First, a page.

7 Best Safety Vests | December 2016
- breathes well in hot working areas
- hard-wearing web reinforcement
- should have a zipper instead of buttons
|Rating||4.1 / 5.0|
- 2" wide high-visibility reflective bands
- fluorescent yellow fabric
- must be hand washed and air dried
|Rating||4.1 / 5.0|
- multiple adjustment points
- available in pink for ladies
- tends to ride up in the back
|Rating||4.3 / 5.0|
- meets all ansi and isea standards
- solid knit front and mesh back
- features 4 pen and pencil slots
|Rating||3.9 / 5.0|
- segmented tape with contrasting trim
- sturdy zipper closure
- doesn't move around much when working
|Rating||4.6 / 5.0|
- 100% polyester material
- two outer pockets with velcro closures
- features two inside front pockets
|Rating||4.9 / 5.0|
- breathable side mesh panels
- twin velcro shoulder radio holders
- high density plastic zipper
|Rating||4.9 / 5.0|
Why All Safety Vests Are Not Created Equal
A safety vest, by and large, is a utility. That being the case, it's important to purchase a vest that will satisfy your needs without making it more difficult for you to complete any task.
The first thing anyone notices about a safety vest is the color. Yes, you want that color to be bright, preferably even neon and reflective. Bright safety vests aren't only a precaution, they could make a significant difference if a workplace injury or any similar lawsuit ever goes to trial. The point being, you want a safety vest that prioritizes substance over style.
Every safety vest is meant to be worn as an outer layer, which means you'll want that vest to give you access to deep pockets. These pockets should be capable of storing pens, cell phones, and perhaps even a flashlight, or a whistle, at the very least. Ideally, a vest should be durable, and made out of a polyester blend. Depending on the climate, you may want that vest to have mesh flaps for ventilation, and you may also want that vest to be weatherproof, assuming that you work outdoors.
If you need a safety vest for something minor, perhaps a one-time event, you may be able to save a few bucks by purchasing a muted vest that only features one or two reflective strips. Be sure to keep in mind, however, that once you buy that vest, you own it. And you never know when you might need to reuse that vest a little further down the road (please see below).
Several Little-Known Uses For a Safety Vest
Perhaps you need a safety vest for work, or for some volunteer organization that you're a member of. On the surface, you might think that this is a necessity purchase. And yet the reality is that owning a safety vest could be a lot more valuable than you'd think.
Certain parents, specifically chaperons, prefer to wear safety vests in crowded areas so that children can always spot them. Runners and bikers wear safety vests when weaving along dark roads at night. It pays to keep a safety vest in your trunk so that you can alert traffic, police, or a tow truck in the event that your car breaks down. There are studies that have proven motorcyclists are actually less likely to get hit if they're wearing high-visibility clothing on their backs.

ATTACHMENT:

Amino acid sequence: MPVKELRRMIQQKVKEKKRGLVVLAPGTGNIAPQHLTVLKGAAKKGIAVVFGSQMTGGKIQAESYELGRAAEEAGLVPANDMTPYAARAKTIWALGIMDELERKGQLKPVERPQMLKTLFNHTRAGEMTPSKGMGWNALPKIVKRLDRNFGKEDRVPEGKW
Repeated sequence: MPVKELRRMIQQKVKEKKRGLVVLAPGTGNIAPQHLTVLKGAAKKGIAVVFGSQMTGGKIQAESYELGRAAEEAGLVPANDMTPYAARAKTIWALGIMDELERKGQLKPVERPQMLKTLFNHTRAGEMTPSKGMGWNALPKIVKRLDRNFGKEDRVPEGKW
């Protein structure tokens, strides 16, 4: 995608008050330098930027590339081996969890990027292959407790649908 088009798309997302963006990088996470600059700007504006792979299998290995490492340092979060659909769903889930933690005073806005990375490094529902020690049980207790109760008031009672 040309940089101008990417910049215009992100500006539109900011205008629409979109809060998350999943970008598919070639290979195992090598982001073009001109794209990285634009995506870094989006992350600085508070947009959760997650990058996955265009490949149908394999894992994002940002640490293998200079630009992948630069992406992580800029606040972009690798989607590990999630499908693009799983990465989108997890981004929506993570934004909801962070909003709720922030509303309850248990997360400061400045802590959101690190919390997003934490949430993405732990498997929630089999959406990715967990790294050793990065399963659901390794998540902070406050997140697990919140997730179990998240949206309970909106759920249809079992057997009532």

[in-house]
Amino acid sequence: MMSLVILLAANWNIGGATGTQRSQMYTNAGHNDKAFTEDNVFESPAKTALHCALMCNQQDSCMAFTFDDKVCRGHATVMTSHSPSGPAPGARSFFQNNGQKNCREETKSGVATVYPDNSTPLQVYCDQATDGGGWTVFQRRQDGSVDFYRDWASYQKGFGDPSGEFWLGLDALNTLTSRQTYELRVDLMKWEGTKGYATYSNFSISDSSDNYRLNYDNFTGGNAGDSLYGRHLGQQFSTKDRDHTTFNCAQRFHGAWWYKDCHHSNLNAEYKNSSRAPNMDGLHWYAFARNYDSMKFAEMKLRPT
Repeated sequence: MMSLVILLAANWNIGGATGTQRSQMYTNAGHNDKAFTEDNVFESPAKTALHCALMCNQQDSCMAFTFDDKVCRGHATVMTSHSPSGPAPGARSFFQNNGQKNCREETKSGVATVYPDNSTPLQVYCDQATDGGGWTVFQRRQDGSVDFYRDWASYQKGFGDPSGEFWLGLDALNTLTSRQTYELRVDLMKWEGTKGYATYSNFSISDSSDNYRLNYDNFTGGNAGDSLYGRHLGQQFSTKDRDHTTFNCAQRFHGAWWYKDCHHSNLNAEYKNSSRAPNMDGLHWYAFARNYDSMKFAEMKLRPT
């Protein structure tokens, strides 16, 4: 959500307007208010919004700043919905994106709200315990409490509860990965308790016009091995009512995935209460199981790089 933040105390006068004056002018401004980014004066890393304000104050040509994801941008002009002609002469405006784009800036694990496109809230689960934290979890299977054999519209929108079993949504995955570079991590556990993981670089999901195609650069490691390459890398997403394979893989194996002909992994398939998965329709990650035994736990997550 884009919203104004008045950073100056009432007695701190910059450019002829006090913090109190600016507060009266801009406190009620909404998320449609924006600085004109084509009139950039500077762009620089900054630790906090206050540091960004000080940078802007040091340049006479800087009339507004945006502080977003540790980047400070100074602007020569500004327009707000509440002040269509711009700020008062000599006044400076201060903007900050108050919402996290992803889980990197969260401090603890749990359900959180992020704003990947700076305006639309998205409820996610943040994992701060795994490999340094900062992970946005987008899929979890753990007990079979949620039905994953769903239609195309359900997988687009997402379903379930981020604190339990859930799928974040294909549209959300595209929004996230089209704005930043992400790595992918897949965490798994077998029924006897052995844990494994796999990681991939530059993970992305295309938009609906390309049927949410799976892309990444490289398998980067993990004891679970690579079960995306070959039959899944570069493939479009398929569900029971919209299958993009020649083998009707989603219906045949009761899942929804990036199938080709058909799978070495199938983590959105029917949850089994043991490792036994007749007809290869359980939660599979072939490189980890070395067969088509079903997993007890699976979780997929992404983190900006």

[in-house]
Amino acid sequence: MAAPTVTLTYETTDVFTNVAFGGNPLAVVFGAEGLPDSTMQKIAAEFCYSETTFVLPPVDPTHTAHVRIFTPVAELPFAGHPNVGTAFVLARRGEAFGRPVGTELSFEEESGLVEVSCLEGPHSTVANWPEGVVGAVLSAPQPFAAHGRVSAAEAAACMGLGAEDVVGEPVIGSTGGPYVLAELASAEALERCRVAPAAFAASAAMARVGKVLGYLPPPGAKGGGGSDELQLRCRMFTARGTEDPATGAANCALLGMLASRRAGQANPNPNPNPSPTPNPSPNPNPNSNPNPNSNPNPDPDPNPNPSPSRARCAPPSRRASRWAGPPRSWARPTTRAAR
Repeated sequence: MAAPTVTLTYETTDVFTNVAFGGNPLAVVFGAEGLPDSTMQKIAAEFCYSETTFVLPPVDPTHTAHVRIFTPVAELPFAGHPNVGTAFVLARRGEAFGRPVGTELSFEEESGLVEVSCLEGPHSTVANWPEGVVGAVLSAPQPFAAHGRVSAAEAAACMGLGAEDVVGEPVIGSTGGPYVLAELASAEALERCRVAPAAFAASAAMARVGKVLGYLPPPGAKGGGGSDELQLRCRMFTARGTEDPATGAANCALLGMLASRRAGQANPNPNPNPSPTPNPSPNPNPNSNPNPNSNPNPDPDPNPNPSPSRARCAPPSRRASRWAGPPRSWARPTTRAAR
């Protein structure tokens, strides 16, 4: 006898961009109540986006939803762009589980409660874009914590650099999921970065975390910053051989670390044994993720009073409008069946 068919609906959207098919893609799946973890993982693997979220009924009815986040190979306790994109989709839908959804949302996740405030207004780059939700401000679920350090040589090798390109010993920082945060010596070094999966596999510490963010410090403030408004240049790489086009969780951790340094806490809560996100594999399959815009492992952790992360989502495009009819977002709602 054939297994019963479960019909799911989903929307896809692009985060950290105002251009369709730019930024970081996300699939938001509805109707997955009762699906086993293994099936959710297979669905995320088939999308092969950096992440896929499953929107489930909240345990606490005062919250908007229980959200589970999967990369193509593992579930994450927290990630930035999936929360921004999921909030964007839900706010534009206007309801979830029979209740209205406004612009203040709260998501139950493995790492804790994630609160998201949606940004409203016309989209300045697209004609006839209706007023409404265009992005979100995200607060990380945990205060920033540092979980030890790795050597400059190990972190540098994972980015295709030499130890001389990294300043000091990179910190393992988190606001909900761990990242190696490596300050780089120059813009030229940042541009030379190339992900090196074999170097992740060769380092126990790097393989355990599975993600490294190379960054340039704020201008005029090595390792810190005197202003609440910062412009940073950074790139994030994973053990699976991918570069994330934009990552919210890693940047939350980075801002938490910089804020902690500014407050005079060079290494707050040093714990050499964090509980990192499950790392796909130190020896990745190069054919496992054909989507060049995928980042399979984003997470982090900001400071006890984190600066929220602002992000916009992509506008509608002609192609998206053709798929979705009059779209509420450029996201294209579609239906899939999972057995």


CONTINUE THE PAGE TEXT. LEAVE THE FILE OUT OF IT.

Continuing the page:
Safety vests are worn by race volunteers so that athletes know how to spot water stops, and first aid tents, and turns along the course. High-visibility vests should always be worn in dense woods during hunting season, regardless of whether someone is hunting or not. Anyone who volunteers during a rescue effort (e.g., an earthquake or a flood) should wear a safety vest so they're more visible to any locals in distress. Any locals in distress can put on a safety vest so that they're more visible to emergency personnel.
A Brief History of The Safety Vest
Florescent safety vests were originally worn by British railway workers during the 1960s. These vests, which were referred to as "fireflies," became part of a high-visibility initiative that was largely geared toward reducing injuries - and possible derailments - along a specific British Railways line. Railway engineers reported feeling so reassured that firefly vests almost immediately spread to various parts of the UK, including Birmingham, Liverpool, London, and more.
Over the next 10 years these lightweight vests made their way to America, where construction crews and crossing guards began wearing them to minimize the risk of any accidents. Soon after, a number of plants and factories made safety vests a requisite part of their PPE (i.e., Personal Protective Equipment).
By the 1980s, a litany of studies had concluded that high-visibility clothing was an effective means of reducing injuries, along with workplace accidents, and related costs. Whereas a lot of PPE was worn to protect a company's workers, a safety vest was also effective at protecting the company itself. As an example, imagine a paving company that's been slapped with a lawsuit due to the result of a driver suffering injuries after veering onto a closed road. Said company is in a better position to defend itself assuming the entire paving crew was wearing florescent vests that could be proven visible from a half-mile or more.
Today, safety vests are widely mandated by OSHA at every major plant, factory, and volatile facility across the U.S. These vests continue to be worn by traffic officers, construction workers, road crews, group leaders, event directors, hunters, and emergency personnel.